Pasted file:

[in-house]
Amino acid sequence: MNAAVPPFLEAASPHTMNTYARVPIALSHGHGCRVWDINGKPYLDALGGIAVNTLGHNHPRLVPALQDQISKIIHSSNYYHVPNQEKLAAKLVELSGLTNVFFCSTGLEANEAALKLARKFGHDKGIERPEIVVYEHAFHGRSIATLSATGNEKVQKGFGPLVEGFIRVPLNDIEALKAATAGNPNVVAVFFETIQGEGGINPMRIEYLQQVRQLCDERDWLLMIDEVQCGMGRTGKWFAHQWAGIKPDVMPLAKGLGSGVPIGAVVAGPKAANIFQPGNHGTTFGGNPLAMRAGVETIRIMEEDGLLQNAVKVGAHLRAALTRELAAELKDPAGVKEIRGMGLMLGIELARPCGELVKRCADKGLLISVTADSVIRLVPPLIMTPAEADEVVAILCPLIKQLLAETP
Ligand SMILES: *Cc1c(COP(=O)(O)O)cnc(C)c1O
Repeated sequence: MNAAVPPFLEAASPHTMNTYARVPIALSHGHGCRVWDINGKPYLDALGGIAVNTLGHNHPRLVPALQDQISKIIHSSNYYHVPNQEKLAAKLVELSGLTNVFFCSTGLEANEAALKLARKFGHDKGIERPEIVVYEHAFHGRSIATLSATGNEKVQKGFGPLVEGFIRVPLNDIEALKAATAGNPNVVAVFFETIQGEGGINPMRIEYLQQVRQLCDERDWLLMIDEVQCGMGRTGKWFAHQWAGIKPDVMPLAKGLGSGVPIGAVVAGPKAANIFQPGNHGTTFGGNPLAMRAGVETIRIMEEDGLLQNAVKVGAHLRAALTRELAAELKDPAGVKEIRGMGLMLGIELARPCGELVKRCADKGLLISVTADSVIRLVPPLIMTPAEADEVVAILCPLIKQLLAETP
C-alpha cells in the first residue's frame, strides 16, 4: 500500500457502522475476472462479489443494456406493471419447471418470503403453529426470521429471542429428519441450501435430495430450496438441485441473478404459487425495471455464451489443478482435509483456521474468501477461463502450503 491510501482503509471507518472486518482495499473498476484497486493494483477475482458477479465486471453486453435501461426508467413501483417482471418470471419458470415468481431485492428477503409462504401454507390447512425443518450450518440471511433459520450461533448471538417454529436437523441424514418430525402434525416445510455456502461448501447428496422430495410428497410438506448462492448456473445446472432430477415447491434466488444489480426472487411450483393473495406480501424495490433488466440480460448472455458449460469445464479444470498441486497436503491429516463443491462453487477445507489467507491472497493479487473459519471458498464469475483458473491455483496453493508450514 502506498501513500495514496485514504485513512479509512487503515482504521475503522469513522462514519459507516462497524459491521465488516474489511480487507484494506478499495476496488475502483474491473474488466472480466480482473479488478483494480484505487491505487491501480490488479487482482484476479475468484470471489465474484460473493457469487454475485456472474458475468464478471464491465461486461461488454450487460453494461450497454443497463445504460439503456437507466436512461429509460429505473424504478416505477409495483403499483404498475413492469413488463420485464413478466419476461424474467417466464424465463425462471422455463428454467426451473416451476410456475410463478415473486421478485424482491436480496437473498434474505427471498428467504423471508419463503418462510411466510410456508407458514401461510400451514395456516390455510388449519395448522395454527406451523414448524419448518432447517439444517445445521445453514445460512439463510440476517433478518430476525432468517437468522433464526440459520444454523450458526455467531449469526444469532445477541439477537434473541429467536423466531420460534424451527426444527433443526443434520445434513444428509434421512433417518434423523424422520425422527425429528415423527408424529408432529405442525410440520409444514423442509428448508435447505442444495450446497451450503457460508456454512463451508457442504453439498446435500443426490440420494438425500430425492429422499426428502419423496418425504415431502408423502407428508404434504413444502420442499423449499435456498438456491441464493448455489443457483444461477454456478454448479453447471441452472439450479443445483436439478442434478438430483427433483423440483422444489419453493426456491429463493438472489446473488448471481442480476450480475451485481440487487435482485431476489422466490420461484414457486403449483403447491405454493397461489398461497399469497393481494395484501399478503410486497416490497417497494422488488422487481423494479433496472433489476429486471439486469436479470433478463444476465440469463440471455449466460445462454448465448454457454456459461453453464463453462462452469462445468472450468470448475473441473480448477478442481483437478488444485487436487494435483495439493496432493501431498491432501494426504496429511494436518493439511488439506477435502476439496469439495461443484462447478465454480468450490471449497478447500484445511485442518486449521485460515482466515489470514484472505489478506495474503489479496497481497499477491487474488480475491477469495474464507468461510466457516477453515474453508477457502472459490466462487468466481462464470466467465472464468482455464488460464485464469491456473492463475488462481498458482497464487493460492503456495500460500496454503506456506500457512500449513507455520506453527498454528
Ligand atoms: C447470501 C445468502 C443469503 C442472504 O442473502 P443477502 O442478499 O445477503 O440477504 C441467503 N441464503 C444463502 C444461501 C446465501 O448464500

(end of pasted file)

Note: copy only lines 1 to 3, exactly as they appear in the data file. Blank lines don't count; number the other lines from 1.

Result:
[in-house]
Amino acid sequence: MNAAVPPFLEAASPHTMNTYARVPIALSHGHGCRVWDINGKPYLDALGGIAVNTLGHNHPRLVPALQDQISKIIHSSNYYHVPNQEKLAAKLVELSGLTNVFFCSTGLEANEAALKLARKFGHDKGIERPEIVVYEHAFHGRSIATLSATGNEKVQKGFGPLVEGFIRVPLNDIEALKAATAGNPNVVAVFFETIQGEGGINPMRIEYLQQVRQLCDERDWLLMIDEVQCGMGRTGKWFAHQWAGIKPDVMPLAKGLGSGVPIGAVVAGPKAANIFQPGNHGTTFGGNPLAMRAGVETIRIMEEDGLLQNAVKVGAHLRAALTRELAAELKDPAGVKEIRGMGLMLGIELARPCGELVKRCADKGLLISVTADSVIRLVPPLIMTPAEADEVVAILCPLIKQLLAETP
Ligand SMILES: *Cc1c(COP(=O)(O)O)cnc(C)c1O